“This is a Dusty original…” is the first thing I hear as I walk into the Olga Korper Gallery. To my left, artist Ken Nicol is beside a piece of artwork, and speaking to a group of thirty-somethings. He takes the piece of art by its white frame and lifts it off the gallery wall.
He shows the group the back of the frame, “….and this is Dusty.” It’s a photo of a black squirrel with fluffy orange tail, holding her half eaten almond, looking directly at the camera.
This exhibition, the laughter between two miles, is a Ken Nicol exhibition “with special guest Dusty the squirrel.” There is a series of three of Dusty’s art pieces in the middle of the largest wall in the exhibition. And there is this stand-alone piece near the entrance.
Ken’s work is precise, pattern-based, and, to me, irresistibly captivating. Words, weaves, lines – all patterns. Each with an interesting backstory or concept. There is a lot of containment. Like index card forms in a page, and teeny boxes in tiny boxes. He also plays with the idea of a “line” with grid lines, lines of text, lines representing distance, and referencing the line “no ifs, ands, or buts” in a hilarious piece where he has connected all of the ifs, ands, and buts in the text with straight lines.
One of the enthralling aspects of his work is the visible variations. The same but different. Being able to see a weave get smaller and tighter. Lines getting lighter or darker using different hardness of pencil lead. And in one of the series, Sol Lewitt sentences on conceptual art are numbered and typed on a page. A grid of four pages is created with the typed page plus three other pages of what looks like the exact same typing backward and upside down – but those pages are actually hand-rendered. Represented by Olga Korper Gallery, his work has been purchased by the Art Gallery of Ontario, and has been shown in exhibitions in Toronto, Hamilton, and New York.
Dusty’s art is more minimal, though she uses an understated colour palette similar to Ken’s. Her subtle paw gestures are very in the moment and a little unruly. She leaves whitespace around the markings, appearing deliberate in her movements yet aware of the element of chance in the creation of her work.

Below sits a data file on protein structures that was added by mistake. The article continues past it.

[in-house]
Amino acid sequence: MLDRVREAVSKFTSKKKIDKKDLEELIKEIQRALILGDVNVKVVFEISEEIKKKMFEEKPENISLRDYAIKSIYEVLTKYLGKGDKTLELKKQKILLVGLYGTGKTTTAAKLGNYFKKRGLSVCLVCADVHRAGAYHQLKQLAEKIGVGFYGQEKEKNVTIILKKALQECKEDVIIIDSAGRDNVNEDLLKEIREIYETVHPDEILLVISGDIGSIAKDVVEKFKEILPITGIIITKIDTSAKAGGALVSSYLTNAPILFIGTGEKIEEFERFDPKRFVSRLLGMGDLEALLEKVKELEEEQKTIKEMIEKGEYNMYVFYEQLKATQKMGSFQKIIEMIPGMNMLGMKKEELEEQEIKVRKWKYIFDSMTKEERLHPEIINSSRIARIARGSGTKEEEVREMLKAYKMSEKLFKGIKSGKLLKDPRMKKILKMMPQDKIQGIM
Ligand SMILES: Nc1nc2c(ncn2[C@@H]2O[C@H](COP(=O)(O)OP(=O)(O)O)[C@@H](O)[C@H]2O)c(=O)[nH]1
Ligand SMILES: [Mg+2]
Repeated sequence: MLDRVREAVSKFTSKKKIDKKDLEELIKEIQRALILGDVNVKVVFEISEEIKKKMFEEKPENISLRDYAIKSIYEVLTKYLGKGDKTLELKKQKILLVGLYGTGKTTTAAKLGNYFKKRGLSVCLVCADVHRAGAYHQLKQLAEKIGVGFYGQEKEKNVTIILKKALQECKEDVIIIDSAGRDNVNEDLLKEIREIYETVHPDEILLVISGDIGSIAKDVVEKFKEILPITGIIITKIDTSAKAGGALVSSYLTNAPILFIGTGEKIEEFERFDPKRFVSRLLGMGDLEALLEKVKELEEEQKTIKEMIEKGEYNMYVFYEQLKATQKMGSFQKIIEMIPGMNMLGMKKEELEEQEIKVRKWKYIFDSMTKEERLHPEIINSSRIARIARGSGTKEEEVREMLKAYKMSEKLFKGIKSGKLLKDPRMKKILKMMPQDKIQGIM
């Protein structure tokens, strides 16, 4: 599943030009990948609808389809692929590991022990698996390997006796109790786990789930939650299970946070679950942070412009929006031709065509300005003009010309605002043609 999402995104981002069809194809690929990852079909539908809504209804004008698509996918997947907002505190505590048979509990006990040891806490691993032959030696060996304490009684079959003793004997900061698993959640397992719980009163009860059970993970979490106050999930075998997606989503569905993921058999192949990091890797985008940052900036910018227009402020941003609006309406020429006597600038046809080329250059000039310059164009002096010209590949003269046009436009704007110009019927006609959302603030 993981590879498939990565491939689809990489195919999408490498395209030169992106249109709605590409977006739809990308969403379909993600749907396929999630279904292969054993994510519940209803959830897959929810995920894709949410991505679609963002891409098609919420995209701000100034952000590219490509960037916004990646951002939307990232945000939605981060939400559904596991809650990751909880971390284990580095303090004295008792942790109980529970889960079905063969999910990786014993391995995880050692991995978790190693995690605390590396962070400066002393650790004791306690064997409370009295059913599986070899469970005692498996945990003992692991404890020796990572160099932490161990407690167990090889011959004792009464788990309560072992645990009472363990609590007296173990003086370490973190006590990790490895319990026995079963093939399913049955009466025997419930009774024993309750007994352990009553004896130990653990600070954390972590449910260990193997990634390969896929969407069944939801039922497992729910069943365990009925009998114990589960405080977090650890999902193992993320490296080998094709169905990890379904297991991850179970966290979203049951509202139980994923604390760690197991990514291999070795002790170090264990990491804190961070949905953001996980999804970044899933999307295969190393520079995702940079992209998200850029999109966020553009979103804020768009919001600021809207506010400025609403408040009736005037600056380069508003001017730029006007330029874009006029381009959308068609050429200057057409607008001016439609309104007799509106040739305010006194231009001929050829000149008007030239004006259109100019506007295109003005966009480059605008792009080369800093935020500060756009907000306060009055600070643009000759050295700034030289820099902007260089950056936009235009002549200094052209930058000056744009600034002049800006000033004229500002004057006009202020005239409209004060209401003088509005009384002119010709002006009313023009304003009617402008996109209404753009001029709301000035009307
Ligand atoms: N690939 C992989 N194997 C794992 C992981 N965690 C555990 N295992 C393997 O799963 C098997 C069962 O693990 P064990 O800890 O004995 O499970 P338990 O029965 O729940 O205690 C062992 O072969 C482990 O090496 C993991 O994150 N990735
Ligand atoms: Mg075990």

Now, full disclosure: I’m not an expert on professional squirrel art. I’ve worked on fine craft, visual art, and photography exhibitions, as well as performing arts for many years. But I am not qualified to assess squirrel art. So with that in mind, I will just tell you my personal reaction:
I love Dusty’s work. It encapsulates the speed of squirrel life. It appears to be a meditation on and celebration of being one’s true self. And it seems to address the idea of evidence of each individual’s existence.
In front of Dusty’s three mid-sized art pieces in the middle of the gallery, Director Shelli Cassidy-McIntosh said, “Ken had these papers ready to roll for something bigger, and Dusty had other plans … so Dusty gets a cameo in the show.”
“I have squirrel friends.” Ken told me as he showed me a video of a sweet black squirrel who he met on the street. I can relate, as can many other Torontonians.
“There’s Deedee, Mimi, the original window squirrel, Gerald…” There are so many, he doesn’t call all of them by name anymore. They come to his shop window, and he lets them in, feeds them almonds. Some of them make art on his prepared paper.
His squirrel pals (at least the most talented and ambitious artists among them), are fortunate to have befriended an artist who is opening art world doors (and windows) for them.
Ken showed me a brilliant video of Gregory squirrel in his studio, black furry body flying through the air toward the camera. It’s amazing. And in a photo of DeeDee, a grey squirrel, she looks very happy and comfortable posing on a beam in the studio.
I asked Ken if it freaks him out to have squirrel chaos in his studio. He answered by explaining his three-part Francis Bacon piece on the wall to the right of the gallery entrance.
Ken asked me if I knew anything about Francis Bacon’s studio. I said no. He explained that Bacon’s studio was a disaster. A total mess. The work of Ken’s on the wall here is a quote from Francis Bacon that says: “you can see an advertisement, you can see something lying in the street, anything can stimulate and excite you into wanting to do something it doesn’t have to be a great or remarkable thing it could just be lying on the floor “ francis bacon
The quote is on three pieces of paper, each framed. “This piece I had in my pocket for a year.” That version is in a grid pattern of small rectangles, some that fell apart along the fold lines. “And this piece I had in my bag for a year.” The middle piece is ragged around the edges. “And then this piece I had in my shop for a year, but I was kinda disappointed that nothing happened to it.” The final piece looked perfect. No marks or damage whatsoever.
On the other side of the entrance, the piece I saw first as I arrived was created by Dusty on March 18, 2019. As Ken put it on his wonderful blog every3point65, “…there was an incident… dusty hopped in through my window and kinda freaked herself out then bombed around my studio like a jerk. She put a couple footprints on my next mile. Luckily I had only put down the grid, but that takes most of a day and I had to start again. …”
Ken Nicol’s work in the exhibition was selling for $3,500 – $40,000. Dusty’s pieces are priced at $1,200.
the laughter between two miles exhibition ended on November 16. But I believe that Olga Korper Gallery now represents them both.
The Olga Korper Gallery can be visited online at olgakorpergallery.com or in person at 17 Morrow Avenue, Toronto.
Ken Nicol’s work and blog can be found at k-nicol.com
Keep an eye out for a Dusty the squirrel artist website in the future.